Total Solar Eclipse

August 21, 2017

Last revised: September 25, 2017


Neil Robin


Planned for over a year in advance, we wanted to view our second Total Solar Eclipse in real life, not on TV.  The first one was in NE Oregon in 1979 and was very memorable because we dodged the bad weather which occurred in Portland at the time.

I planned to view this event from Central Oregon where Madras and Warm Springs are on the path of totality and estimated to have clear reliable weather.  Lodging in this area was already booked one year previous but we decided to spend a few days at Sunriver Resort which we had many fond memories as our kids were growing up.  Very early, the morning of August 21st we drove to a pre-selected location which was determined earlier by astronomical data and consulting of Google Maps.  It was about 10 miles NE of Madras in farmland.  I thought we'd have the spot to ourselves but were we suprized!  The hills had all kinds of visitors and we were just a tiny part. 

People in Western Oregon lucked out this time and had mostly good weather.  Coastal Oregon was hit or miss.  Salem, Oregon had good weather and Ryan, Jenn and kids got to see totality from their back yard.

I built a solar projector to view the suns image before/after totality and used it to view the transit of Venus several years ago, it doesn't have much use during the eclipse except viewing the corona  I ended up not using it because I didn't want to distract from the main event which I decided was the dimming of the terrain during totality.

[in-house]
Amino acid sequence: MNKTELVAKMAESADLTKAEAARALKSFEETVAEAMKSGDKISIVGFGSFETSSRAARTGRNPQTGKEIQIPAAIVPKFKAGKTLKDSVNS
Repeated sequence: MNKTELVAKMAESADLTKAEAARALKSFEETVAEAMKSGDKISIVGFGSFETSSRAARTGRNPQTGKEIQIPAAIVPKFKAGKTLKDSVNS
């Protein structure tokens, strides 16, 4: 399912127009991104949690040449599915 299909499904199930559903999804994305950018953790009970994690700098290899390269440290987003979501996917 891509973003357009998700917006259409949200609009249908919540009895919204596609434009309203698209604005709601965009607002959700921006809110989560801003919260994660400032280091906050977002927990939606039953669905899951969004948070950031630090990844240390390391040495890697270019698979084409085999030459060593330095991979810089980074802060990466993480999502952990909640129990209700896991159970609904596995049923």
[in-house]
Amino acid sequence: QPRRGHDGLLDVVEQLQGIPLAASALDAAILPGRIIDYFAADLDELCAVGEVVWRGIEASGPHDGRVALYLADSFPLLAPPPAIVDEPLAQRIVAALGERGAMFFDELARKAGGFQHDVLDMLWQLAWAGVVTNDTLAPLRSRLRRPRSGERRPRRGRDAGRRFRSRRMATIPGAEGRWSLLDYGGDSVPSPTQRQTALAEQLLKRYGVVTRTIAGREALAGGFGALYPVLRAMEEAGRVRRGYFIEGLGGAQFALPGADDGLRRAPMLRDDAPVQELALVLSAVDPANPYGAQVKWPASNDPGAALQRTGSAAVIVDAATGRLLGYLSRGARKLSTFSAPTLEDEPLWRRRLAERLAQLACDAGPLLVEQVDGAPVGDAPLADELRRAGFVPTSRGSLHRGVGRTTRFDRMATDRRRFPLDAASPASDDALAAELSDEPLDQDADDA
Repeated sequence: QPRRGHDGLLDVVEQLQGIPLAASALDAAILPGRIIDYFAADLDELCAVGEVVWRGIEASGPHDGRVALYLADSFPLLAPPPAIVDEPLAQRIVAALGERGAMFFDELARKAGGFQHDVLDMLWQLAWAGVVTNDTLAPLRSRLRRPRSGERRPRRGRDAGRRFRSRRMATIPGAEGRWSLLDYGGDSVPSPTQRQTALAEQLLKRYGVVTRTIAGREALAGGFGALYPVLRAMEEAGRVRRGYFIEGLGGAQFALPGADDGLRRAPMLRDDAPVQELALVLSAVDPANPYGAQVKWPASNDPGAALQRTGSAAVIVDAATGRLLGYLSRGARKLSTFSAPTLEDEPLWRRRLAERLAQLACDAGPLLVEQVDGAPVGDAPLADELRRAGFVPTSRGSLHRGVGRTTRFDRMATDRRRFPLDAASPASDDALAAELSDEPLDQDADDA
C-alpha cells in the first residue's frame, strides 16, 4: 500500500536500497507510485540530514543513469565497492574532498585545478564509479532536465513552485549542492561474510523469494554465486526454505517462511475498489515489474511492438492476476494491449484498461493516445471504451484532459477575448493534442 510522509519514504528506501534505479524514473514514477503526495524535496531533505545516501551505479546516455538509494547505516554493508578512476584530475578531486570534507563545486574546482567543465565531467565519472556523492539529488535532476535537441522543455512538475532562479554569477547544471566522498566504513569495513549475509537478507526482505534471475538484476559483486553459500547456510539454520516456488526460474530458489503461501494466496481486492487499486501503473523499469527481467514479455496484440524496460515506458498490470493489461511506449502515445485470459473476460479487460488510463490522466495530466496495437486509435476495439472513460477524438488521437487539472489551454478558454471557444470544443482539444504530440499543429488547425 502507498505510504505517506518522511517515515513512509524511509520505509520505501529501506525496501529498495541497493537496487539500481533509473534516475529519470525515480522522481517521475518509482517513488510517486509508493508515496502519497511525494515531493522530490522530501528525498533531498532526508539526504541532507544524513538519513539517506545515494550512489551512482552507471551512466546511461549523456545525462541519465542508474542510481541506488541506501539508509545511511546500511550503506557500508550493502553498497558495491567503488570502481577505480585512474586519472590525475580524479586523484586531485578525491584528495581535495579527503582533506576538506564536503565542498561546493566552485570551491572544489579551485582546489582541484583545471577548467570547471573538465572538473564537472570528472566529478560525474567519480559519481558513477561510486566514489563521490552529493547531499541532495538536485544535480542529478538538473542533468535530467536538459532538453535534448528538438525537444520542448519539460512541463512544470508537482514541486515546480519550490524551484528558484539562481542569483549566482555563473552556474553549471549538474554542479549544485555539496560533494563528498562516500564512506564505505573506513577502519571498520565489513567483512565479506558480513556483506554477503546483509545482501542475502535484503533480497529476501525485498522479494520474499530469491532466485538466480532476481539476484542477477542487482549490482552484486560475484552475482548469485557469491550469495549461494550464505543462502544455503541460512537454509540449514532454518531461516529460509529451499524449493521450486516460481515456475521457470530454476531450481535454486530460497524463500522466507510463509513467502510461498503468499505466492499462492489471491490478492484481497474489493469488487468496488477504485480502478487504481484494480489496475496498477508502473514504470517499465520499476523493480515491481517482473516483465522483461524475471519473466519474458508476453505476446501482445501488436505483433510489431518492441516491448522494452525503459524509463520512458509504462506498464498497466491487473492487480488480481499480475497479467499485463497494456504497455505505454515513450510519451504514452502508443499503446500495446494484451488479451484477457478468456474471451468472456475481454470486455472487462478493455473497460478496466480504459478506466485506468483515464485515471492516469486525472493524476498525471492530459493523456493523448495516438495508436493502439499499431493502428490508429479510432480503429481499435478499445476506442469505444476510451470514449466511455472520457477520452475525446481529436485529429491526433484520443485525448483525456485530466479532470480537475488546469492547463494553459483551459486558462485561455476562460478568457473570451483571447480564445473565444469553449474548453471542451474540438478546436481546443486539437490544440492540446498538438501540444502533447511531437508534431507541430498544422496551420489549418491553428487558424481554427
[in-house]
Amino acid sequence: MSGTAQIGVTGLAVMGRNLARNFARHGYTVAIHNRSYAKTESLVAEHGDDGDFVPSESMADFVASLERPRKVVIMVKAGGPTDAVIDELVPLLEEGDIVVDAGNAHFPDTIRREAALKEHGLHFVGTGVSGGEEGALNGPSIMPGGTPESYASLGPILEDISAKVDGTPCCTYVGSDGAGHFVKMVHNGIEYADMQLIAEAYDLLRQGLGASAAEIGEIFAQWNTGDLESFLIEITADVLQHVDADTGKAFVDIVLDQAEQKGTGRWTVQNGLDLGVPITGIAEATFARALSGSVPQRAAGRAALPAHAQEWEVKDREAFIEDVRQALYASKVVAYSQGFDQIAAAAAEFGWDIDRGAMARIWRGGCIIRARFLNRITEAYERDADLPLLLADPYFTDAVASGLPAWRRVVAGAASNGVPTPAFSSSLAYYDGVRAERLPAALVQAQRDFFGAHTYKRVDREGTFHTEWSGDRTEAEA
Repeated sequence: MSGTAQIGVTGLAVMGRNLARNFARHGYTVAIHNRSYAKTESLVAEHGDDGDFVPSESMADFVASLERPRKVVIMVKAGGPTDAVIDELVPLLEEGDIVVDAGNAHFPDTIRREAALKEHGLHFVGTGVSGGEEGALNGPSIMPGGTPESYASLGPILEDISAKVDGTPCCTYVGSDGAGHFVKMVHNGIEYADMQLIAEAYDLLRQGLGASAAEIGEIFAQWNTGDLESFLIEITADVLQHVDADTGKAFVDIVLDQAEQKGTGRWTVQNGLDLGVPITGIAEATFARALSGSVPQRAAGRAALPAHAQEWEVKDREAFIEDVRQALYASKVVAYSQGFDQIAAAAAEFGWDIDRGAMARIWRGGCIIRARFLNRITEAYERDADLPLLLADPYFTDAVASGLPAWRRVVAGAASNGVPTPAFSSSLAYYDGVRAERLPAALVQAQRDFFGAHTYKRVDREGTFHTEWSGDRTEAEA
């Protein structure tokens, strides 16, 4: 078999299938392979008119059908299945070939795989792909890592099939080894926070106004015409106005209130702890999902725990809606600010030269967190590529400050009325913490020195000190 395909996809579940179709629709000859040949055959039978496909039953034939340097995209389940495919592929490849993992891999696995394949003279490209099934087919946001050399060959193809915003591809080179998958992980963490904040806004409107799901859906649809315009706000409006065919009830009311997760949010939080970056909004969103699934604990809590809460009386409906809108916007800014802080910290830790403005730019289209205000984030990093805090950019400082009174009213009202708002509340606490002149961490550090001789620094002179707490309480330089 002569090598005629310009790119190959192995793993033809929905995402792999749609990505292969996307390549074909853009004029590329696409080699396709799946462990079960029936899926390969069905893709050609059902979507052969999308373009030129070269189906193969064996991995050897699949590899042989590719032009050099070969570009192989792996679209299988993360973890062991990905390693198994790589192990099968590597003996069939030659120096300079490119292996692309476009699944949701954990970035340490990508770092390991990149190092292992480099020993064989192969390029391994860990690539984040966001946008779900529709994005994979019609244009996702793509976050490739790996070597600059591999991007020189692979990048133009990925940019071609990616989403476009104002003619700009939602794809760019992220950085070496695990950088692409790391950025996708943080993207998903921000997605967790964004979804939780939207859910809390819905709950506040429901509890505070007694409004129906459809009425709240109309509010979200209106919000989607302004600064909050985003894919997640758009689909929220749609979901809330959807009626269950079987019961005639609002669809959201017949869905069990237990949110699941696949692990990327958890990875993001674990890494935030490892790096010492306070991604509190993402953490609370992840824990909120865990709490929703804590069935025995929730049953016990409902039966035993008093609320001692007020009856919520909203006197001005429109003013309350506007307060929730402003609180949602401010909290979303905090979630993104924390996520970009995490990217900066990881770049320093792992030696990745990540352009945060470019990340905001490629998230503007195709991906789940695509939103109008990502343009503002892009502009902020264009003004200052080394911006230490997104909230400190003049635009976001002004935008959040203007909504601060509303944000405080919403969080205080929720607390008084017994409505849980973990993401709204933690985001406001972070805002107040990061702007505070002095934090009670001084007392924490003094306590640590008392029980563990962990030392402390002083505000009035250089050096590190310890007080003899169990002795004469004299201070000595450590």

What most people fail to realize is seeing the sky darken and stars come out is even more spectacular.  That's what I tried to capture in the attached video.  Some frames were out of focus because I forgot that this camera was designed for still photography with video being secondary. A DSLR camera of this type can't auto focus while in a running video mode because of the way the optics are setup.  I forgot about that.  Anyway, it does capture the darkening sky which was the intended goal.  The camera adjusts exposure automatically as the moon shadows the sun but the eye is also logarithmic in its response so manual exposure is not a straightforward solution, either.


Follows my attempt at taking a video of the event with emphasis on ground activities and terrain.  Certainly many experts have photographed the suns image with all kinds of sophisticated cameras and optics so it wouldn't be very enjoyable just repeating that.  It is in MP4 format via YOU TUBE.

Play Video

Out come the stars:

An interesting event during totality is the shining of selected stars and planets.  Venus was most obvious and the brightest.  Sirius was also another down lower to the south and more difficult because of the horizon glow.  You had to know just where to look  Much harder was Betelgeuse, the famous star in Orion and would present itself only to the experienced astronomers.  In the following image the eclipsed sun is shown as a "red" dot

Triumph for Science

It always amazes me that Astronomers can predict these events with such precision and location using mathematics, the scientific method, and years of knowledge gained and proven by important people such as Newton, Galileo, and Copernicus while the church even imprisoned them.  We have a "lying racist president" who fakes being religious to keep his poll numbers up but he's anti science. He uses this con to keep in the good graces of the weak minded.

Most religious scholars (laughable) representing some 6,000 religions can't even agree on the age of the earth, the so called "end of days" (latest prediction: Sept. 23rd but we're still here?), or why their "god" causes so much suffering and death, but he's a loving god????

Note: They always seem to need money to promote this con!

Judge carefully for the future of your children and competition with other non-religious society's for a viable future

Philosophy of Science: Discovery
Philosophy of Religion: Promote Ignorance